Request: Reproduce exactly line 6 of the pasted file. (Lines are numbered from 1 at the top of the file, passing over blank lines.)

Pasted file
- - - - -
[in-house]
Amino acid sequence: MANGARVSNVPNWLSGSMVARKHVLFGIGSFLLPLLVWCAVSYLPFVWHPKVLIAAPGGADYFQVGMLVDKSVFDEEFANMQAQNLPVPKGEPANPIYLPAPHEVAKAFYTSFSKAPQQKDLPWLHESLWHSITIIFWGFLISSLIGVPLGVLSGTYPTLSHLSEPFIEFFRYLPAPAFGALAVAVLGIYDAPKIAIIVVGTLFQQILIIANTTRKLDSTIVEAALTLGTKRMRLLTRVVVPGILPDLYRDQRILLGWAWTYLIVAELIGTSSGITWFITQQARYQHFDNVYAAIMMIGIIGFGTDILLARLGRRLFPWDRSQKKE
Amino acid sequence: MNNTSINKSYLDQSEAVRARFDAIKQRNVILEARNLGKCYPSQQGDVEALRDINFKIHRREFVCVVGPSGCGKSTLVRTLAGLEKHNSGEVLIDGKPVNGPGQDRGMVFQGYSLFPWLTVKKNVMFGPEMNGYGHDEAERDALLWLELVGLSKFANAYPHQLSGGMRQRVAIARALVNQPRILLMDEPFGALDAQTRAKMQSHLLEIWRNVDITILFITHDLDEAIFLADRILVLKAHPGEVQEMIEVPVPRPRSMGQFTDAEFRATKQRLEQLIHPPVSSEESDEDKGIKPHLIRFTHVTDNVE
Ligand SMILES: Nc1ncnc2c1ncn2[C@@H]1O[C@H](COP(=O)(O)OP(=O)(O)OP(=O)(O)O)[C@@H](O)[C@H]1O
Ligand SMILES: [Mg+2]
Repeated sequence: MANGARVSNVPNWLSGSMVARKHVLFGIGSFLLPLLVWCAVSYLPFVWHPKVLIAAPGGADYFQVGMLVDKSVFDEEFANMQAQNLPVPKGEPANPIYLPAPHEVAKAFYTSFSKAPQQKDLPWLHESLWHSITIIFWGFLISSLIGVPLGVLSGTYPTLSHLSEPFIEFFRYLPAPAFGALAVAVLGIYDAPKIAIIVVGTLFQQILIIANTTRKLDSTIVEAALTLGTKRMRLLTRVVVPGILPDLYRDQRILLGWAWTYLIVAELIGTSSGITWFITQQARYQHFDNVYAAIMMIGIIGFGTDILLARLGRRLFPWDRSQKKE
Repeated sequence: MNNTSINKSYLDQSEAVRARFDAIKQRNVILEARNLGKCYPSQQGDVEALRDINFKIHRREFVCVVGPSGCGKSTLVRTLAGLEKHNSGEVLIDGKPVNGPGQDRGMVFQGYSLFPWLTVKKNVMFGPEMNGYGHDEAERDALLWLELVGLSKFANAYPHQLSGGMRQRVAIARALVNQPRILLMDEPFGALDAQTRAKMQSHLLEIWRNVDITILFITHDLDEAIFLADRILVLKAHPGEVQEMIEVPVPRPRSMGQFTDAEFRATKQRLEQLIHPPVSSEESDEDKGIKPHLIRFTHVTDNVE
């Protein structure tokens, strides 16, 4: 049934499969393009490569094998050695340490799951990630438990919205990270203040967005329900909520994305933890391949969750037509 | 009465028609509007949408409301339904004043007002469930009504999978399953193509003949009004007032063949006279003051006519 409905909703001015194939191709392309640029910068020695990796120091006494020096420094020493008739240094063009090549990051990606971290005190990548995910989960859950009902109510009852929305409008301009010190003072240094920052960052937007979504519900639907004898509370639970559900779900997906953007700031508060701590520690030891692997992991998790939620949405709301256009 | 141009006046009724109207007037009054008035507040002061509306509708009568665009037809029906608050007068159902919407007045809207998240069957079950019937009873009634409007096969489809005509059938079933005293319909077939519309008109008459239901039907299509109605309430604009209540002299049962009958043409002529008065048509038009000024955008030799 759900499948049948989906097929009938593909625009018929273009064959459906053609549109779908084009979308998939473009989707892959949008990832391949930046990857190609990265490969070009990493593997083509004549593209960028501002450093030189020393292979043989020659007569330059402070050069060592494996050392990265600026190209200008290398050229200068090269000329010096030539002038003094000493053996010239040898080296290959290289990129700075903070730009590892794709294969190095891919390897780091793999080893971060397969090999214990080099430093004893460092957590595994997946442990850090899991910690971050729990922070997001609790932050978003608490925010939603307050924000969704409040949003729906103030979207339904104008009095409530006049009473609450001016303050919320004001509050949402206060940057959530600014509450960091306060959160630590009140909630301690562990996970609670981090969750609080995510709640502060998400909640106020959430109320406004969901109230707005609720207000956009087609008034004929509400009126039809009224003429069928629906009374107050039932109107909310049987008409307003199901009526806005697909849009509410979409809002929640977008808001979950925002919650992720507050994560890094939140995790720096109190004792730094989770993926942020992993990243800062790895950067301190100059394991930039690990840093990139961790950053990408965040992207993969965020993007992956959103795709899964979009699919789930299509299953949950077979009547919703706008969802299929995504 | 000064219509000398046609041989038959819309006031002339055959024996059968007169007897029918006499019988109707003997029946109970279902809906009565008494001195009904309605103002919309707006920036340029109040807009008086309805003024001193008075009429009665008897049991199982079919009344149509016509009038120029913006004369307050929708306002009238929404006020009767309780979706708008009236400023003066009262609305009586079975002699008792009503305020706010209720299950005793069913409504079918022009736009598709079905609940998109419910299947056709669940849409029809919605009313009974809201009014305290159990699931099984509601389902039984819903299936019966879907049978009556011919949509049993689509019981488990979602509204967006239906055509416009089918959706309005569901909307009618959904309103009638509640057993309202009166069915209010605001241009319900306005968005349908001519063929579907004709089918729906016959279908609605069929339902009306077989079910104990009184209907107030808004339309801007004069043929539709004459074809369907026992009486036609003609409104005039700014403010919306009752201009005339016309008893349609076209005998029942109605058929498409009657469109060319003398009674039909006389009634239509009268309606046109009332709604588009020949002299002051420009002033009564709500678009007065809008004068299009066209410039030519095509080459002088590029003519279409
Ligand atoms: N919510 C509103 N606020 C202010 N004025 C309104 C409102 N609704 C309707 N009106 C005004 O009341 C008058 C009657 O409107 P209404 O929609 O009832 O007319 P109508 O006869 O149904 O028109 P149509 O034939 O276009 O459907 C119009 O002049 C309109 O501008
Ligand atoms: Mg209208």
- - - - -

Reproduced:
Repeated sequence: MANGARVSNVPNWLSGSMVARKHVLFGIGSFLLPLLVWCAVSYLPFVWHPKVLIAAPGGADYFQVGMLVDKSVFDEEFANMQAQNLPVPKGEPANPIYLPAPHEVAKAFYTSFSKAPQQKDLPWLHESLWHSITIIFWGFLISSLIGVPLGVLSGTYPTLSHLSEPFIEFFRYLPAPAFGALAVAVLGIYDAPKIAIIVVGTLFQQILIIANTTRKLDSTIVEAALTLGTKRMRLLTRVVVPGILPDLYRDQRILLGWAWTYLIVAELIGTSSGITWFITQQARYQHFDNVYAAIMMIGIIGFGTDILLARLGRRLFPWDRSQKKE